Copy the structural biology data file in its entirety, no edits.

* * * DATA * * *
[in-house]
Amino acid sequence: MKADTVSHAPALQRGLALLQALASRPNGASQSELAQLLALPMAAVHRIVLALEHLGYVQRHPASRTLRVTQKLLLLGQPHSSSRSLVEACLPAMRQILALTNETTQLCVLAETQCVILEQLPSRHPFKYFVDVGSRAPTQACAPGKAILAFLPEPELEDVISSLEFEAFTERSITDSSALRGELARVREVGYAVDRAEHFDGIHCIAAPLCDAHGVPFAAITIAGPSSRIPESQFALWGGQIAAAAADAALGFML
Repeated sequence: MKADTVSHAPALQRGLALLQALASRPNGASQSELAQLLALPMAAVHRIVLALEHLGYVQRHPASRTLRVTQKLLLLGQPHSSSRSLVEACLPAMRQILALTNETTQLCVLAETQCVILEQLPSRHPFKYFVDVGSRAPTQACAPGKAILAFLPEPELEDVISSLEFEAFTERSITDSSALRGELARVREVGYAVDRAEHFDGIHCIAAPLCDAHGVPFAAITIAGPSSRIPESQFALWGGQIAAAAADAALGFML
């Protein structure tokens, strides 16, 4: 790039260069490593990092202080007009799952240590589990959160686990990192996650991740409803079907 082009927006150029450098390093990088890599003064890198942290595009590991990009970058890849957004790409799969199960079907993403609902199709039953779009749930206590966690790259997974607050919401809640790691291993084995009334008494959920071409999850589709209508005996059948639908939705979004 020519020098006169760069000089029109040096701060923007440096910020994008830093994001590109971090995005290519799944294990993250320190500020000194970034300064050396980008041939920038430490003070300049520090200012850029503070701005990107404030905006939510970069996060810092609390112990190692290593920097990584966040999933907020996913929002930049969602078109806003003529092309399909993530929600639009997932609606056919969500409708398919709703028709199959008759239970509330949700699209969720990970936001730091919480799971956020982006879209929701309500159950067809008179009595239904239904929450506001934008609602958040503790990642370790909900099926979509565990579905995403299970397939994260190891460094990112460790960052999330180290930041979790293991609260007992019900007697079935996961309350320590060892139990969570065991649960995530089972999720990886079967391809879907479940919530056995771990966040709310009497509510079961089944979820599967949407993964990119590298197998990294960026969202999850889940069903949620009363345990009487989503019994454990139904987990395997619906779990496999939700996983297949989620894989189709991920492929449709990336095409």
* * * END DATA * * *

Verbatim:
[in-house]
Amino acid sequence: MKADTVSHAPALQRGLALLQALASRPNGASQSELAQLLALPMAAVHRIVLALEHLGYVQRHPASRTLRVTQKLLLLGQPHSSSRSLVEACLPAMRQILALTNETTQLCVLAETQCVILEQLPSRHPFKYFVDVGSRAPTQACAPGKAILAFLPEPELEDVISSLEFEAFTERSITDSSALRGELARVREVGYAVDRAEHFDGIHCIAAPLCDAHGVPFAAITIAGPSSRIPESQFALWGGQIAAAAADAALGFML
Repeated sequence: MKADTVSHAPALQRGLALLQALASRPNGASQSELAQLLALPMAAVHRIVLALEHLGYVQRHPASRTLRVTQKLLLLGQPHSSSRSLVEACLPAMRQILALTNETTQLCVLAETQCVILEQLPSRHPFKYFVDVGSRAPTQACAPGKAILAFLPEPELEDVISSLEFEAFTERSITDSSALRGELARVREVGYAVDRAEHFDGIHCIAAPLCDAHGVPFAAITIAGPSSRIPESQFALWGGQIAAAAADAALGFML
């Protein structure tokens, strides 16, 4: 790039260069490593990092202080007009799952240590589990959160686990990192996650991740409803079907 082009927006150029450098390093990088890599003064890198942290595009590991990009970058890849957004790409799969199960079907993403609902199709039953779009749930206590966690790259997974607050919401809640790691291993084995009334008494959920071409999850589709209508005996059948639908939705979004 020519020098006169760069000089029109040096701060923007440096910020994008830093994001590109971090995005290519799944294990993250320190500020000194970034300064050396980008041939920038430490003070300049520090200012850029503070701005990107404030905006939510970069996060810092609390112990190692290593920097990584966040999933907020996913929002930049969602078109806003003529092309399909993530929600639009997932609606056919969500409708398919709703028709199959008759239970509330949700699209969720990970936001730091919480799971956020982006879209929701309500159950067809008179009595239904239904929450506001934008609602958040503790990642370790909900099926979509565990579905995403299970397939994260190891460094990112460790960052999330180290930041979790293991609260007992019900007697079935996961309350320590060892139990969570065991649960995530089972999720990886079967391809879907479940919530056995771990966040709310009497509510079961089944979820599967949407993964990119590298197998990294960026969202999850889940069903949620009363345990009487989503019994454990139904987990395997619906779990496999939700996983297949989620894989189709991920492929449709990336095409």